- By David BoscoDavid Bosco is an associate professor at Indiana University's School of Global and International Studies. He is the author of books on the U.N. Security Council and the International Criminal Court, and is at work on a new book about governance of the oceans.
Justin Lin, the World Bank’s chief economist between 2008 and 2012, thinks the growing gloom about China’s economy is misplaced. And the Chinese government is making sure that everyone knows that he feels that way. The FT has an account here of the press conference the government arranged to feature Lin’s sunny view:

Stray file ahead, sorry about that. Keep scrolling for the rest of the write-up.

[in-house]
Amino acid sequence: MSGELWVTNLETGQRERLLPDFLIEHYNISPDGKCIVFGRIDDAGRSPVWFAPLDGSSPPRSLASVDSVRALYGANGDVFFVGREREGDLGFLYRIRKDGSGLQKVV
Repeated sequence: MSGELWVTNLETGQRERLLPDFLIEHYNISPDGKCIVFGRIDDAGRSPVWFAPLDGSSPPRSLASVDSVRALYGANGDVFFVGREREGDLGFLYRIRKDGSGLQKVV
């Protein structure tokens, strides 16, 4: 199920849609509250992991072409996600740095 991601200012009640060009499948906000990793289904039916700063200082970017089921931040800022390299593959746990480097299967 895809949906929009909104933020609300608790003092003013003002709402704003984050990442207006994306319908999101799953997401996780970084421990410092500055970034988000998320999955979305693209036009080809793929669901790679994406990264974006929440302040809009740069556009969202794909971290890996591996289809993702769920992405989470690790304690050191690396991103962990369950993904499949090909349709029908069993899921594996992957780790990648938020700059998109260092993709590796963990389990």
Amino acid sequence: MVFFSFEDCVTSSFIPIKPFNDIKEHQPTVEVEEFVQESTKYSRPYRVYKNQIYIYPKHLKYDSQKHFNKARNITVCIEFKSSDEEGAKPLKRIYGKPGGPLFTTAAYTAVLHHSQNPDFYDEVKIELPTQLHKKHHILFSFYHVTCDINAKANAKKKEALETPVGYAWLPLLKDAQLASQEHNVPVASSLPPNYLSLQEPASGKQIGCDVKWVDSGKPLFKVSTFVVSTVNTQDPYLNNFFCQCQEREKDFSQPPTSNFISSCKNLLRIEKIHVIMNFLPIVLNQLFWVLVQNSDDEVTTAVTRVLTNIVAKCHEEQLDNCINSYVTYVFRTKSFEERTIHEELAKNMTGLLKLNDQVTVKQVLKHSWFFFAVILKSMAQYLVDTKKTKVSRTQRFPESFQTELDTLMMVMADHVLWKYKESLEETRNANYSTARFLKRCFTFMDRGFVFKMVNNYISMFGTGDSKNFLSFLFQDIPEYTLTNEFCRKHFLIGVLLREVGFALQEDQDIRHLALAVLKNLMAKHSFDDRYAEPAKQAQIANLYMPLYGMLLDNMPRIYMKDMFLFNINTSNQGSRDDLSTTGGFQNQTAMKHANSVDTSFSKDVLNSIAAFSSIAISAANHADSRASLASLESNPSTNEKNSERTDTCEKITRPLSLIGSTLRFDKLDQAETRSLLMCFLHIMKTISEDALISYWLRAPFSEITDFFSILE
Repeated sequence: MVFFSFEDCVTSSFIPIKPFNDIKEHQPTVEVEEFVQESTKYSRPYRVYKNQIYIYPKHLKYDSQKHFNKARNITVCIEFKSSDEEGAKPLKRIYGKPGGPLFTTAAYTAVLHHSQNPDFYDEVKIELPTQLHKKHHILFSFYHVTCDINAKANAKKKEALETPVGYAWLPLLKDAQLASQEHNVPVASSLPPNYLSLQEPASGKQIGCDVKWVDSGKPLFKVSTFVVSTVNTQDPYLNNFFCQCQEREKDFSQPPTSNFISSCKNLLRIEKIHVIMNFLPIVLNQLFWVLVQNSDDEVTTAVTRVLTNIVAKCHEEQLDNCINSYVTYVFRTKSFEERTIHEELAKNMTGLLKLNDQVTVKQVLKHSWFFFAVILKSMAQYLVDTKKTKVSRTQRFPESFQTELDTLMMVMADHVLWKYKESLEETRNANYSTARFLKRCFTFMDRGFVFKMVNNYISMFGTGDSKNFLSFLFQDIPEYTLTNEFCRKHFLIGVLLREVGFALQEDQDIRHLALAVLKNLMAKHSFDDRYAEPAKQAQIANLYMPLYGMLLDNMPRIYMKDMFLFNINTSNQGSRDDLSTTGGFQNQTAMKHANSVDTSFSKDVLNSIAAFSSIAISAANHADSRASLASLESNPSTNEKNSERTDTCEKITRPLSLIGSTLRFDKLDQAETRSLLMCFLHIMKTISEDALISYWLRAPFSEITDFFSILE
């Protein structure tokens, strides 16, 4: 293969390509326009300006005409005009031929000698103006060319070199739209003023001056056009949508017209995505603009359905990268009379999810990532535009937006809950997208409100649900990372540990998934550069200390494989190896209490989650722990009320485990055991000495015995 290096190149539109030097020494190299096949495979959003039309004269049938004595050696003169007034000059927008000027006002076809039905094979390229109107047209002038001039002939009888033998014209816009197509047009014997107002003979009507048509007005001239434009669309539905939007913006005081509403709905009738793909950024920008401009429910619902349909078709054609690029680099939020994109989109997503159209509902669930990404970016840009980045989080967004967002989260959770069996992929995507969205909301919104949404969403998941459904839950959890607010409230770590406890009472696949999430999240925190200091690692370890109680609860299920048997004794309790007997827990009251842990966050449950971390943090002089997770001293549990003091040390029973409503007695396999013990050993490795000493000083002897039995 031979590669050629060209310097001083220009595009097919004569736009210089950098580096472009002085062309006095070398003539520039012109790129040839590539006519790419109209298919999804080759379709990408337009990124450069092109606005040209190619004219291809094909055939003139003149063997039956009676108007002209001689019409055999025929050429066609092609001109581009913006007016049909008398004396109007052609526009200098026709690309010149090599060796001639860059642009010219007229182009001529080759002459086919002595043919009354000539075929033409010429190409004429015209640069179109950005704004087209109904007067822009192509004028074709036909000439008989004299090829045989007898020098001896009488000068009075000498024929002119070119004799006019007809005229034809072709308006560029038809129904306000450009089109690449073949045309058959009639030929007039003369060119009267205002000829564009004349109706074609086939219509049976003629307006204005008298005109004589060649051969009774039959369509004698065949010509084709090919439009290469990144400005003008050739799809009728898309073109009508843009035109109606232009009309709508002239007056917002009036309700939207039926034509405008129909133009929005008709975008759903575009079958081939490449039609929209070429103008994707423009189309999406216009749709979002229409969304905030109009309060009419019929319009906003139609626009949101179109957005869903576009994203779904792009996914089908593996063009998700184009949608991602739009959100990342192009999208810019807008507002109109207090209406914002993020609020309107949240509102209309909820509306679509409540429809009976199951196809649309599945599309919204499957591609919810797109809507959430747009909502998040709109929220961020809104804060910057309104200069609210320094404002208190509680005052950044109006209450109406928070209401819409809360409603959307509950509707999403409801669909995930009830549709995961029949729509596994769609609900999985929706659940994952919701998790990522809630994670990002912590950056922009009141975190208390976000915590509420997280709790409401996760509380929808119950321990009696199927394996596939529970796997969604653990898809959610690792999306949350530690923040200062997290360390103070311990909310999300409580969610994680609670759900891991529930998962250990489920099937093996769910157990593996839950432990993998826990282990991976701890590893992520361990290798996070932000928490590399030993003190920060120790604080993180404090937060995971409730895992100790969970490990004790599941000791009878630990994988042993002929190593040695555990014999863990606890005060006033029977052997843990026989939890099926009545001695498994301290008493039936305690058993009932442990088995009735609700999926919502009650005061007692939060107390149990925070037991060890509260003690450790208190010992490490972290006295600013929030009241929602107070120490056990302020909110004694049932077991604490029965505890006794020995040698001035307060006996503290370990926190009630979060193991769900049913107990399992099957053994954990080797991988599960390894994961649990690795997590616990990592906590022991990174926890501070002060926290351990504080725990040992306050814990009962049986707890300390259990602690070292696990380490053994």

Former World Bank chief economist and senior adviser to the Chinese government Justin Lin has criticised widespread pessimism among economists and investors about the outlook for the world’s second-largest economy and predicted it would grow between 7.5 per cent and 8 per cent for the next 20 years.
Mr Lin’s comments come amid rising alarm at China’s slowing growth, which appears to be on track for its poorest performance since 1990. That year the country was facing international sanctions in the wake of the 1989 Tiananmen Square massacre. The lowest rate of growth since then was 7.6 per cent in 1999…
Mr Lin was speaking to journalists at a briefing arranged by China’s foreign ministry. The setting for his comments suggested that Beijing is hoping to balance a flood of pessimism in the market over the state of the economy.
Lin’s former employer is significantly more concerned about China’s economic trajectory.